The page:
Having said that, my Lords, I think it is worth stressing again that the Heritage Fund will primarily be a source of assistance to the very wide range of bodies, listed in Clause 3(6), who are concerned with the preservation of the heritage. It will be for these bodies to approach the trustees when they have an item in mind which they wish to acquire, and, for the most part, the trustees will wish to provide only a proportion of the cost of acquisition and preservation. So, it will still be necessary for the acquiring body to shoulder some of the cost, either through its own funds, or by public appeal.

Above all, I think we must recognise that the Fund is a"safety net"to prevent the loss of the most important parts of our heritage. The Government are satisfied that it will have sufficient resources at its disposal to fulfil this role. But it cannot provide, and was not designed to provide, for the vast range of items—land, houses, paintings, manuscripts, and other works of art—which individuals will regard as part of the heritage. Only those items which can be considered outstanding—and it will be left to the trustees themselves to define that term—will be given assistance. This is not to say, of course, that the Government underestimate the importance of the contribution that the new Fund will make to the preservation of the heritage, and we hope that as it becomes established and attracts private funds, this contribution will steadily increase.

I should like now to say a few words about Part II of the Bill, which deals with acceptance in lieu. We believe that the amendments tabled by the Government on the question of keeping items in their historic locations where appropriate arc a major step forward. It does not mean, of course, that all items accepted in satisfaction of tax will automatically be loaned back to their former owners for display in historic houses. That was never the intention. But what those amendments have secured, is the clarification of existing legislation. It is now crystal clear, both that items may be considered pre-eminent because of a significant association with a particular historic setting, and that, in appropriate cases, such items should be left in those settings.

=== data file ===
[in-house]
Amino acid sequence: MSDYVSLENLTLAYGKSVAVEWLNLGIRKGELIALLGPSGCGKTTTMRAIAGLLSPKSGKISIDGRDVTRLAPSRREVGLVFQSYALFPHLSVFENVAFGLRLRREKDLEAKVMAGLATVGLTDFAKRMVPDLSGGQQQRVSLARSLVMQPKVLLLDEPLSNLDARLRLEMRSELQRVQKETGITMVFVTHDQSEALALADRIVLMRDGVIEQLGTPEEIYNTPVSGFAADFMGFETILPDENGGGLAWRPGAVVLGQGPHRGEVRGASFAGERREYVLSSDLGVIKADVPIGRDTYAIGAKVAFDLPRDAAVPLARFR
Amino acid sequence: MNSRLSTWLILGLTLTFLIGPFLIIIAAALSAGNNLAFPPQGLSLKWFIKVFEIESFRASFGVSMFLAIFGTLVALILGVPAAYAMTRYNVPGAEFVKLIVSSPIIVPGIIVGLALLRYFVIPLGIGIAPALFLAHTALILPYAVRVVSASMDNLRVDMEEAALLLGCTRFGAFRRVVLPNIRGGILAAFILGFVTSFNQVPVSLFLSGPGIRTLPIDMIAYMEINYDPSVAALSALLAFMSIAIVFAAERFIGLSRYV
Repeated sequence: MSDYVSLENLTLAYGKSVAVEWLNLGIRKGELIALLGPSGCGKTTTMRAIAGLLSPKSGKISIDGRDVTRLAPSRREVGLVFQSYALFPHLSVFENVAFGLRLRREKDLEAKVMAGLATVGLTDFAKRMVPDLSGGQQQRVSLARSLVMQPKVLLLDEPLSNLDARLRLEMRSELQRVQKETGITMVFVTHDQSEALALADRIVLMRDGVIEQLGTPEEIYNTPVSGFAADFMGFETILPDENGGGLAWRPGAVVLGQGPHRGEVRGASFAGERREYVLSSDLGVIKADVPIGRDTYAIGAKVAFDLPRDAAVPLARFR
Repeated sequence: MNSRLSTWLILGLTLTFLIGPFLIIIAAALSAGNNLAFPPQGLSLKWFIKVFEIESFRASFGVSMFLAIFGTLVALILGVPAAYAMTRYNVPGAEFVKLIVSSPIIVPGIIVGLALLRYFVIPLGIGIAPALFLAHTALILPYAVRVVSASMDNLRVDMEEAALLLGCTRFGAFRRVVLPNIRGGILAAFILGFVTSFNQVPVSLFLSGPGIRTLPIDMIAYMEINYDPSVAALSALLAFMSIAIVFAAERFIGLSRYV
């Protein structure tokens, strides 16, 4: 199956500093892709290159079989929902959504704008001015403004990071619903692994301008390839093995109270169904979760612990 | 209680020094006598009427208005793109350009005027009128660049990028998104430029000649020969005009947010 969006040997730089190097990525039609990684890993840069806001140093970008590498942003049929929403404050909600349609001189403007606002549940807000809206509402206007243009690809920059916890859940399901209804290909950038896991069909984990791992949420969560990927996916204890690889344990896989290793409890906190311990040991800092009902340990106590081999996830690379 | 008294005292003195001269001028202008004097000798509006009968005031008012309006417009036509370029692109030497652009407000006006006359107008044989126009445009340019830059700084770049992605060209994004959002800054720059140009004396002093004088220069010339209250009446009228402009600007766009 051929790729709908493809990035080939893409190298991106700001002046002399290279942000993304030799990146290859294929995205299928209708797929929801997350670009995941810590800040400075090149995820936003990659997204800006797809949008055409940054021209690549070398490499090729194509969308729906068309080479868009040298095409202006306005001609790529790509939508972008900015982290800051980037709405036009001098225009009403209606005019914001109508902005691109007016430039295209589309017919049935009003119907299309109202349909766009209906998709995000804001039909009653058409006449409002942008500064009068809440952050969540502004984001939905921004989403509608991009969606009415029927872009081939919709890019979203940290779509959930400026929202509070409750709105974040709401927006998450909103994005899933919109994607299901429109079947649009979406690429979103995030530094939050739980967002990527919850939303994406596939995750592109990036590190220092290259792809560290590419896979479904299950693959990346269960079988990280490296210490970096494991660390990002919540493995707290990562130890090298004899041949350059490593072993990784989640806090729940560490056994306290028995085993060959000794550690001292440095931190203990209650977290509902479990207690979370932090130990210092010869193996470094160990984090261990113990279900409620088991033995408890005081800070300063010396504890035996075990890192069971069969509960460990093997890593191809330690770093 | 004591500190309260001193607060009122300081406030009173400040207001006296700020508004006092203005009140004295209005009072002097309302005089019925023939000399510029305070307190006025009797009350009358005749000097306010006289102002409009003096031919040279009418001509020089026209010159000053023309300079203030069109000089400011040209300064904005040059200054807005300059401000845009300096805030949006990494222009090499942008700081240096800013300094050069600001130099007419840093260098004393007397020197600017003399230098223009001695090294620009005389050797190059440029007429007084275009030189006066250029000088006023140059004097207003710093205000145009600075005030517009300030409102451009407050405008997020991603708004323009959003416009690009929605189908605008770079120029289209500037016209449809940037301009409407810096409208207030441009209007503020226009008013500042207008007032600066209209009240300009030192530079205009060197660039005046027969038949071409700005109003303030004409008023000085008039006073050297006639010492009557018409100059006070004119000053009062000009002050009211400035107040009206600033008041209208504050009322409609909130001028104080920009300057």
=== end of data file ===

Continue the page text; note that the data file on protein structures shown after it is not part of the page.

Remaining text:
Few who have experienced the lack of atmosphere in a country house, bereft of its family heirlooms and furniture, would deny the logic of this policy. As perhaps the first fruits of this new and enlightened attitude I would draw your Lordships' attention to the decision announced by the Treasury to accept, in lieu of tax, some portraits at Arundel. These, whilst becoming the property of the National Portrait Gallery, are to be loaned back for display at Arundel. Since these are portraits of my ancestors and ancestors of my noble cousin the Duke of Norfolk, the decision gives me personally very much pleasure.

Since no opportunity presented itself in Committee or on Report, perhaps I might take this chance to reply briefly to those noble Lords who, on Second Reading, questioned whether reimbursement of the Inland Revenue for property accepted in lieu of tax could properly be regarded as public expenditure. The answer, my Lords, is yes. When a work of art, or other heritage property, is accepted in lieu, the Government are denying themselves the opportunity of deciding to spend in a different way the money which would otherwise have been collected in tax. In effect, they are deciding to spend that money on acquiring pre-eminent properties, in just the same way as I should be doing if one of your Lordships owed me £10 and offered me his watch instead of the cash. The effect on the Public Sector Borrowing Requirement would be the same, whether the Government spent a million pounds, or decided to forego tax revenue of a million pounds.

Resources devoted to acceptance in lieu should be subject to the same controls as apply to other forms of Government spending. The present arrangements, and those which will apply after the provision of Clause 8 comes into effect, ensure that this is done in conformity with the general principles of parliamentary and Government accounting and expenditure control. I accept that this procedure is not a simple matter to grasp, but I am not persuaded that a system of notional credits, as my noble friend Lord Vaizey suggested, would be any simpler.